Sun Aug 27, 2017 01:57PM
Somali security personnel look toward burning vehicles as they secure an area in Mogadishu on July 30, 2017, after a car bomb explosion in the capital. (Photo by AFP)
Somali security personnel look toward burning vehicles as they secure an area in Mogadishu on July 30, 2017, after a car bomb explosion in the capital. (Photo by AFP)

Somali families refuse to bury the bodies of 10 loved ones, including three children, who were recently shot dead when the army supported by US troops carried out an operation in the village of Bariire.

The families say they will not go on with the burial until the government takes responsibility for the killings.

The village is located about 50 kilometers from the capital Mogadishu, and the operation was carried out on Friday.

Ali Nur, the deputy governor of the Lower Shabelle region, said on Sunday that the bodies would be stored until the government compensated the bereaved.

"We refused to bury them because the government has denied and it still has not directly admitted it killed the civilians," Nur said. “The government should admit it killed the civilians and then compensate."

Nur said authorities had converted a refrigerated lobster truck into a mortuary to hold the bodies.

Local elders and ambulance drivers who ferried the bodies confirmed that the dead were stored in the truck.

"The government wants the bodies buried prior to investigation but we will not. We shall have the bodies inside the truck even for a month," said Mohamed Hussein, a village elder.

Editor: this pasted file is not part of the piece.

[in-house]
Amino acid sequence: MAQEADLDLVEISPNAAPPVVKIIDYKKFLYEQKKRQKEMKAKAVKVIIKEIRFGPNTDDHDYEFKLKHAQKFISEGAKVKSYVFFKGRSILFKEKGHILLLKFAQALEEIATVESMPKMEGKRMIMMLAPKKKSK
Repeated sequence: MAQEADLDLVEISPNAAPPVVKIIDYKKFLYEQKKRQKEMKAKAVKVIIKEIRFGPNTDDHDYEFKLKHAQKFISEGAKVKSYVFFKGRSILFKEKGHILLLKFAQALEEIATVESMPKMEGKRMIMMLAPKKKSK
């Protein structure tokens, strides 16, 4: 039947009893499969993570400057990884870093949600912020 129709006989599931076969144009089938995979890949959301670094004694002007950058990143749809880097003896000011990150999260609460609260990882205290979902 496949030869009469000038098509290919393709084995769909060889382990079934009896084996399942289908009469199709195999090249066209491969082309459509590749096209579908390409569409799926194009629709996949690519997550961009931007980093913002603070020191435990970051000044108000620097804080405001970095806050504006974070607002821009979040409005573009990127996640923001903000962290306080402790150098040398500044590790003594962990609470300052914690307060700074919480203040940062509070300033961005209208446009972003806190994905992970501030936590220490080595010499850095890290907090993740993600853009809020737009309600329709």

On Friday, the US Africa Command confirmed that American troops had been involved in the Bariire operation in a supporting role and that the command was probing reports of civilian casualties.

Somalia's military initially said all the dead were members of the Takfiri al- Shabab militant group but later acknowledged some civilians had died.

The government says it has formed a team to investigate the deadly incident.

Dahir Amin Jesow, a lawmaker, said those killed were farmers who had armed themselves against a rival group.

Hassan Mohamed, a cousin of one of the slain people, urged the government to admit responsibility.

“How would you feel if your own government kills your brothers and labels them as militants?" he asked. "We want them to admit, apologize and compensate. Otherwise there will be no peace."

Burundian soldiers with the African Union Mission in Somalia stand to attention in the Somali capital, Mogadishu, July 11, 2017. (Photo by AFP)

US troops were unwittingly drawn into clan fighting in the area. The Bariire operation is likely to draw questions about Washington's growing footprint in the African country.

A US Navy Seal was killed in Somalia in May, the first combat death there since 1993.

The White House has granted the military broader authority to carry out strikes in Somalia against al-Shabab militants.

Somalia has been torn apart by civil war since 1991.

Al-Shabab, an al-Qaeda-aligned militant group, was forced out of the capital by African Union troops in 2011 but still controls parts of the countryside and carries out attacks against government, military and civilian targets.

The group is just one of the challenges facing the new Somali government, which is still struggling to expand its authority beyond the capital and other selected areas.